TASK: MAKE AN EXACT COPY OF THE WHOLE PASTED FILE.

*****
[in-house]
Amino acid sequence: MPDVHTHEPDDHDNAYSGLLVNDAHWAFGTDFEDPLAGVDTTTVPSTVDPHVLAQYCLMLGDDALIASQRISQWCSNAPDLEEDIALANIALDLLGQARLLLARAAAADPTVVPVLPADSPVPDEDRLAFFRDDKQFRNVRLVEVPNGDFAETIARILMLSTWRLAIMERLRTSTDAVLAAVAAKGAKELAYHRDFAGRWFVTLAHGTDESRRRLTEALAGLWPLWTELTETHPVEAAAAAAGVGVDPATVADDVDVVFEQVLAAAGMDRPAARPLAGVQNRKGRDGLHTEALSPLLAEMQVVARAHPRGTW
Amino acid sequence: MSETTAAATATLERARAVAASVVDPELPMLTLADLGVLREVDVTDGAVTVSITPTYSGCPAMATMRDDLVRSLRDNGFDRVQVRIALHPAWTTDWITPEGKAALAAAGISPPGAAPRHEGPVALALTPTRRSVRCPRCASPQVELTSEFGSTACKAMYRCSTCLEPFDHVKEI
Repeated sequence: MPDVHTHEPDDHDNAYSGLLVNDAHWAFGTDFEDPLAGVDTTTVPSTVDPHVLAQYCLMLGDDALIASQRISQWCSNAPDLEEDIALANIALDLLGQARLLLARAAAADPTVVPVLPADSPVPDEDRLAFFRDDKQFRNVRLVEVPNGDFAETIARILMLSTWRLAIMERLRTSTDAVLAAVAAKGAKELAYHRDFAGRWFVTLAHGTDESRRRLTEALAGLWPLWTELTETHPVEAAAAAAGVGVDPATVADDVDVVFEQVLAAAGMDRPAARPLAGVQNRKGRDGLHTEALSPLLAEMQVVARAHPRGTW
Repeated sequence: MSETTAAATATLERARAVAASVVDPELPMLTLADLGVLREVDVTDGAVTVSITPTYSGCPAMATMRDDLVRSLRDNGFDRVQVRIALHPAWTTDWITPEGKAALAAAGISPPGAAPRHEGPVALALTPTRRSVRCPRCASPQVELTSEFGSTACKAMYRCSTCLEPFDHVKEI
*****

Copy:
[in-house]
Amino acid sequence: MPDVHTHEPDDHDNAYSGLLVNDAHWAFGTDFEDPLAGVDTTTVPSTVDPHVLAQYCLMLGDDALIASQRISQWCSNAPDLEEDIALANIALDLLGQARLLLARAAAADPTVVPVLPADSPVPDEDRLAFFRDDKQFRNVRLVEVPNGDFAETIARILMLSTWRLAIMERLRTSTDAVLAAVAAKGAKELAYHRDFAGRWFVTLAHGTDESRRRLTEALAGLWPLWTELTETHPVEAAAAAAGVGVDPATVADDVDVVFEQVLAAAGMDRPAARPLAGVQNRKGRDGLHTEALSPLLAEMQVVARAHPRGTW
Amino acid sequence: MSETTAAATATLERARAVAASVVDPELPMLTLADLGVLREVDVTDGAVTVSITPTYSGCPAMATMRDDLVRSLRDNGFDRVQVRIALHPAWTTDWITPEGKAALAAAGISPPGAAPRHEGPVALALTPTRRSVRCPRCASPQVELTSEFGSTACKAMYRCSTCLEPFDHVKEI
Repeated sequence: MPDVHTHEPDDHDNAYSGLLVNDAHWAFGTDFEDPLAGVDTTTVPSTVDPHVLAQYCLMLGDDALIASQRISQWCSNAPDLEEDIALANIALDLLGQARLLLARAAAADPTVVPVLPADSPVPDEDRLAFFRDDKQFRNVRLVEVPNGDFAETIARILMLSTWRLAIMERLRTSTDAVLAAVAAKGAKELAYHRDFAGRWFVTLAHGTDESRRRLTEALAGLWPLWTELTETHPVEAAAAAAGVGVDPATVADDVDVVFEQVLAAAGMDRPAARPLAGVQNRKGRDGLHTEALSPLLAEMQVVARAHPRGTW
Repeated sequence: MSETTAAATATLERARAVAASVVDPELPMLTLADLGVLREVDVTDGAVTVSITPTYSGCPAMATMRDDLVRSLRDNGFDRVQVRIALHPAWTTDWITPEGKAALAAAGISPPGAAPRHEGPVALALTPTRRSVRCPRCASPQVELTSEFGSTACKAMYRCSTCLEPFDHVKEI